My wife is the closest thing I found to an expert on women’s fashion. When I asked my wife about Coldwater Creek, she had the following to say:
It’s for a matronly clientèle that doesn’t want to look matronly. The target audience is the mature women, post 35. They sell more forgiving clothes. Something a soccer mom might wear when she wants to get dressed up.
That description didn’t get me too excited. A quick tour of Coldwater Creek’s website confirms my wife’s opinion. The clothing is fairly conservative looking and definitely something you’d expect to see mothers wearing. I also noticed a prominent box on the left side of the webpage for their outlet, which is advertising 60 - 80% off 200 items. That’s definitely not something an investor wants to see.
Some of the things I do like about Coldwater Creek include their 22 year history and the fact that the company’s founder, Dennis Pence, is still currently the CEO. Founder CEOs are usually extremely dedicated to their companies.
The company is based in Sandpoint, Idaho and has a customer service and distribution center in Parkersburg, West Virginia. Both of those locations likely provide low cost real estate and labor. However, those locations might not be well connected to the latest fashion trends in urban areas and Coldwater Creek might have trouble recruiting the top talent in the industry to relocate to those less metropolitan areas. It looks like the company opened a design studio in New York in 2004 to address these issues, so this is not likely to be a problem as long as the connection between headquarters and the design studio remains strong.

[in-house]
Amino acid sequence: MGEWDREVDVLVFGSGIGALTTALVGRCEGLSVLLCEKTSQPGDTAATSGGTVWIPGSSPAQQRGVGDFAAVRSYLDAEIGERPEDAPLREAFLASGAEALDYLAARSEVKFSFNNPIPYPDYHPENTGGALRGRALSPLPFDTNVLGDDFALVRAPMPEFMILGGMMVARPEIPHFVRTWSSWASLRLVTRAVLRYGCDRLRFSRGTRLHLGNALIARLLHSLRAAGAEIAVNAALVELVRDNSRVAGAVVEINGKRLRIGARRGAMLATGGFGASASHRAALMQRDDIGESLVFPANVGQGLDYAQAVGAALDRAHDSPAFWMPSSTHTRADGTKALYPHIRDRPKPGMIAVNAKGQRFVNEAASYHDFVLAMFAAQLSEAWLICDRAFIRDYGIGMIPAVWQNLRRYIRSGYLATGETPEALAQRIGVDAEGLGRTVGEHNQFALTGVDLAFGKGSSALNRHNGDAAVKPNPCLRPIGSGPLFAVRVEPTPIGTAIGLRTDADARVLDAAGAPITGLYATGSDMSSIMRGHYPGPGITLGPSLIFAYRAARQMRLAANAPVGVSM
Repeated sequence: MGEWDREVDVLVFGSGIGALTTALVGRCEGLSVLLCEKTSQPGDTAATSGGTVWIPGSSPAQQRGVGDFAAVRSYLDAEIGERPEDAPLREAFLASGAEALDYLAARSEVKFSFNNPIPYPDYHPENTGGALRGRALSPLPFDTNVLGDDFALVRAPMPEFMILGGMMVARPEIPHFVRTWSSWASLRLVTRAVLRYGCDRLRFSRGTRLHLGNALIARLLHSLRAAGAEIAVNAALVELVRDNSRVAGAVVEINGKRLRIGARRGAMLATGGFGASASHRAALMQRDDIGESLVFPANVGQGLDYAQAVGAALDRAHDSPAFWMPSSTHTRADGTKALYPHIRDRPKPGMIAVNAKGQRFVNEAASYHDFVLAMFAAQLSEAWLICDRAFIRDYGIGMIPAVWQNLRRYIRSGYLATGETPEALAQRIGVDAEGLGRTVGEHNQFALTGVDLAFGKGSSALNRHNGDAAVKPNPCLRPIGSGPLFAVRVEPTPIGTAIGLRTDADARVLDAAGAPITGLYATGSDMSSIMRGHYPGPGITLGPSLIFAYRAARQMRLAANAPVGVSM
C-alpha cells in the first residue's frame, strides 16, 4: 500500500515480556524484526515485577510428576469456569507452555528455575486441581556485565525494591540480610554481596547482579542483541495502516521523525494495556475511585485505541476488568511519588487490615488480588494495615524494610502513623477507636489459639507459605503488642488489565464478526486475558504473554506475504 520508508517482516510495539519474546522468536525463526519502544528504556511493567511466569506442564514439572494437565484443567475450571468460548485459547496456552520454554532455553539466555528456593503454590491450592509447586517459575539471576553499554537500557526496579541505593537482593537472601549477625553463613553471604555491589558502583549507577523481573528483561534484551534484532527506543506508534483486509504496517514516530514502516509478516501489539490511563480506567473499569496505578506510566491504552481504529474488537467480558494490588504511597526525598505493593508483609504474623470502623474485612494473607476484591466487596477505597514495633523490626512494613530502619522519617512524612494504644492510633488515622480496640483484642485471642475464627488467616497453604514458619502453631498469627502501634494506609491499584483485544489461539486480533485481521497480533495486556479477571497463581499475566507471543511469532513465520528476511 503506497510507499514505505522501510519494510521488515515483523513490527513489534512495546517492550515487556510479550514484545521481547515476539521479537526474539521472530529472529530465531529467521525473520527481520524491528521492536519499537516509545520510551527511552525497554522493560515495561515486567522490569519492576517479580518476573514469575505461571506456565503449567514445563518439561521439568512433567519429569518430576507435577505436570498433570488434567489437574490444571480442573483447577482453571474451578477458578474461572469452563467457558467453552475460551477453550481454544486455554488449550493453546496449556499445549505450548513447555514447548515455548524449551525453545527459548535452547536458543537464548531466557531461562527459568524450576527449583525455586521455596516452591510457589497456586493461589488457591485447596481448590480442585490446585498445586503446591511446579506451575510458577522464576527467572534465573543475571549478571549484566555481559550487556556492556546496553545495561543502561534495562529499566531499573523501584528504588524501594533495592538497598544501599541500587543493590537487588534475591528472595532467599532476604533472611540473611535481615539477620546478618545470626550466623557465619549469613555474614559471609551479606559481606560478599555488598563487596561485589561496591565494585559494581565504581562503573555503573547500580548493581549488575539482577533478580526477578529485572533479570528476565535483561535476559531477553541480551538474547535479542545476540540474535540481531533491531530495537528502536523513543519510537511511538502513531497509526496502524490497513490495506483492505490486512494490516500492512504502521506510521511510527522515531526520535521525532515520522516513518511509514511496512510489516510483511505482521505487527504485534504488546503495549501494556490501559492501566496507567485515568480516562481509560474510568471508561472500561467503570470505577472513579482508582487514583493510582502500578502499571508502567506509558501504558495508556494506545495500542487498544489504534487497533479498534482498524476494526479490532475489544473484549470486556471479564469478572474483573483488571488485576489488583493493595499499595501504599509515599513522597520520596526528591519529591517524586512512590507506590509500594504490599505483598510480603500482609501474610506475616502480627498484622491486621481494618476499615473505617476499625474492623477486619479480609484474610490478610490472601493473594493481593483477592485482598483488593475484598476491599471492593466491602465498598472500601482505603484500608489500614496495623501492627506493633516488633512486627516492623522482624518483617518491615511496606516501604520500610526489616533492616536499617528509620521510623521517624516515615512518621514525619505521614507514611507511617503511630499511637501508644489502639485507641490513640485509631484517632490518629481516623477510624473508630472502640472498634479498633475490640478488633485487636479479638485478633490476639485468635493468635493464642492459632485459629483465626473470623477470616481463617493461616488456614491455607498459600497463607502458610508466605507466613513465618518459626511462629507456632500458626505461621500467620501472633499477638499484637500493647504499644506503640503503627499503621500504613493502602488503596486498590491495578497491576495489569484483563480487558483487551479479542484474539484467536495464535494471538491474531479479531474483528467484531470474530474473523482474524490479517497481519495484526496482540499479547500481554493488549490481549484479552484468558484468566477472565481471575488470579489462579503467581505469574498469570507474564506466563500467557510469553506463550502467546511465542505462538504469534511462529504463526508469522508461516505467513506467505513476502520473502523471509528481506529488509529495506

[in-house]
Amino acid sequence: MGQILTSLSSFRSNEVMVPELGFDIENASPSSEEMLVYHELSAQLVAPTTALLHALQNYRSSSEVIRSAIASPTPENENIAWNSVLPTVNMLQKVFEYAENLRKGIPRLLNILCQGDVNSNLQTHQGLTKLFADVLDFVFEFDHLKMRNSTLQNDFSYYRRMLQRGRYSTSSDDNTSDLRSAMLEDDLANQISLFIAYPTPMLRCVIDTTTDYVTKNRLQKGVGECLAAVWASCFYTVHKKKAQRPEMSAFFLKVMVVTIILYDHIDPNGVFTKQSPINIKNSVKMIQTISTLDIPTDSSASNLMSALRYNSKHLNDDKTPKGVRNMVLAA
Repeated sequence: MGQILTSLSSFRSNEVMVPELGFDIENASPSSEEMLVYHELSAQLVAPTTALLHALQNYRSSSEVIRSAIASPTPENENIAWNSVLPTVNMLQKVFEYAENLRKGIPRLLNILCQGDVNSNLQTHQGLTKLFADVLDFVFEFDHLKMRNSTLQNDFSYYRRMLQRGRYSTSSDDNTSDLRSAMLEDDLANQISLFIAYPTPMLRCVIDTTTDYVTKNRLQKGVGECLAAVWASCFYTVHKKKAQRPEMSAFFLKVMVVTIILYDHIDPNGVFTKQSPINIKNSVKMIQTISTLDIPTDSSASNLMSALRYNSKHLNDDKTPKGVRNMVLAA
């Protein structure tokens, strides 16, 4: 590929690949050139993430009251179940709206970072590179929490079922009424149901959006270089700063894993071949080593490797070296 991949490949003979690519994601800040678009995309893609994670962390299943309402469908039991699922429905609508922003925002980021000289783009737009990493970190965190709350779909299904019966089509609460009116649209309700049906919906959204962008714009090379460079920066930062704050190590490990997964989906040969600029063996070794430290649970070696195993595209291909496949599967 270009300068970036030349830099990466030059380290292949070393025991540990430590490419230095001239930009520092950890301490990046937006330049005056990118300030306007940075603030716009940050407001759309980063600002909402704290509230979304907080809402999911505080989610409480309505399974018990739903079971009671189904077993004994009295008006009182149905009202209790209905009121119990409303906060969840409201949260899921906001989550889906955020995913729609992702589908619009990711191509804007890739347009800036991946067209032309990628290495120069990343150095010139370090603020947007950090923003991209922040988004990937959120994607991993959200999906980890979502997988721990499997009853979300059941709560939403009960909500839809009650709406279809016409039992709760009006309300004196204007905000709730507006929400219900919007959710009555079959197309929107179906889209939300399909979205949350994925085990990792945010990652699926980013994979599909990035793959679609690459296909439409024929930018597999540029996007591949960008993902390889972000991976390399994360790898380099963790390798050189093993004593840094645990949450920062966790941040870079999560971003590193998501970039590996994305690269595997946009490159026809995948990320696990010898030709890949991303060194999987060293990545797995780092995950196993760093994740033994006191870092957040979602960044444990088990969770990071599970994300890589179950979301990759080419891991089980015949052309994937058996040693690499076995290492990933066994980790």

Justin, at the Rule One Investment Community, produced a spreadsheet summarizing the Big Five numbers for Coldwater Creek. The company has exhibited double digit sales and earnings growth numbers in the past. Coldwater Creek’s latest financial results look even stronger. It’s really hard to argue with these numbers, but I think I’m stilling going to try.
While Coldwater Creek’s business appears to be firing on all cylinders, I do not see any barriers to entry for their niche. I think the business could be easily replicated. I don’t see anything unique about their clothes or brand. I also am concerned that the fickle fashion preferences of women could shift at any moment away from Coldwater Creek’s brand. However, since Coldwater Creek’s clothing has a more “classic” look, it might be somewhat protected from shifts in style preferences.
I believe Coldwater Creek currently has a competitive advantage in the mature women’s retail market. However, I’m not convinced that they have a sustainable competitive advantage. I believe that the key to Coldwater Creek’s current success likely comes from its management. Changes in management and shifts in fashion preferences could come quickly, and I’m not convinced Coldwater Creek’s success would survive.
CWTR 1-yr chart: